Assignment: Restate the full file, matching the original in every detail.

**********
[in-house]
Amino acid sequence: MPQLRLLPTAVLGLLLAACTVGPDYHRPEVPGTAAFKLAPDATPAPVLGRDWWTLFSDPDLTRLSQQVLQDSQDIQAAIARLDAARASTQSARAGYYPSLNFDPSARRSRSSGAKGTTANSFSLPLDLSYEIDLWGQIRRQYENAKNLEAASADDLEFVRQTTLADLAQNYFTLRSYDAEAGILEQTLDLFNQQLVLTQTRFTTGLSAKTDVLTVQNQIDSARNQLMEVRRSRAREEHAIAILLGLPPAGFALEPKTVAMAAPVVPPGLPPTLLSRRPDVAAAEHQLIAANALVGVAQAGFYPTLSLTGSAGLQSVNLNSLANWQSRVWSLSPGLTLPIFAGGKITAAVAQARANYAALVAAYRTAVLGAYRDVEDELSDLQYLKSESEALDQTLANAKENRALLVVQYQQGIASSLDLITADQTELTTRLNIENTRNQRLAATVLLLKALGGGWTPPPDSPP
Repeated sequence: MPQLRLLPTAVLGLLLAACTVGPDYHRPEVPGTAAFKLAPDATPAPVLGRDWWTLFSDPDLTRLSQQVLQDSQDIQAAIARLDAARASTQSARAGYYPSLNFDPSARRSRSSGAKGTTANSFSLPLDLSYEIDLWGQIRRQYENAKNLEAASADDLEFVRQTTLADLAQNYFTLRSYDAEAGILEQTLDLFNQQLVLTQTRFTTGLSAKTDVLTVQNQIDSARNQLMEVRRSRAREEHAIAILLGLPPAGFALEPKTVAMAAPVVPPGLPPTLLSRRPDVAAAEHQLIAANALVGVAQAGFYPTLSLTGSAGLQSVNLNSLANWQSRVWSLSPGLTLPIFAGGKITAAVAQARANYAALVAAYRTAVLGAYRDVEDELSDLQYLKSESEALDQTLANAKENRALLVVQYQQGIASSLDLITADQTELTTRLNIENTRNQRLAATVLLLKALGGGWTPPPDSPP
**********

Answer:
[in-house]
Amino acid sequence: MPQLRLLPTAVLGLLLAACTVGPDYHRPEVPGTAAFKLAPDATPAPVLGRDWWTLFSDPDLTRLSQQVLQDSQDIQAAIARLDAARASTQSARAGYYPSLNFDPSARRSRSSGAKGTTANSFSLPLDLSYEIDLWGQIRRQYENAKNLEAASADDLEFVRQTTLADLAQNYFTLRSYDAEAGILEQTLDLFNQQLVLTQTRFTTGLSAKTDVLTVQNQIDSARNQLMEVRRSRAREEHAIAILLGLPPAGFALEPKTVAMAAPVVPPGLPPTLLSRRPDVAAAEHQLIAANALVGVAQAGFYPTLSLTGSAGLQSVNLNSLANWQSRVWSLSPGLTLPIFAGGKITAAVAQARANYAALVAAYRTAVLGAYRDVEDELSDLQYLKSESEALDQTLANAKENRALLVVQYQQGIASSLDLITADQTELTTRLNIENTRNQRLAATVLLLKALGGGWTPPPDSPP
Repeated sequence: MPQLRLLPTAVLGLLLAACTVGPDYHRPEVPGTAAFKLAPDATPAPVLGRDWWTLFSDPDLTRLSQQVLQDSQDIQAAIARLDAARASTQSARAGYYPSLNFDPSARRSRSSGAKGTTANSFSLPLDLSYEIDLWGQIRRQYENAKNLEAASADDLEFVRQTTLADLAQNYFTLRSYDAEAGILEQTLDLFNQQLVLTQTRFTTGLSAKTDVLTVQNQIDSARNQLMEVRRSRAREEHAIAILLGLPPAGFALEPKTVAMAAPVVPPGLPPTLLSRRPDVAAAEHQLIAANALVGVAQAGFYPTLSLTGSAGLQSVNLNSLANWQSRVWSLSPGLTLPIFAGGKITAAVAQARANYAALVAAYRTAVLGAYRDVEDELSDLQYLKSESEALDQTLANAKENRALLVVQYQQGIASSLDLITADQTELTTRLNIENTRNQRLAATVLLLKALGGGWTPPPDSPP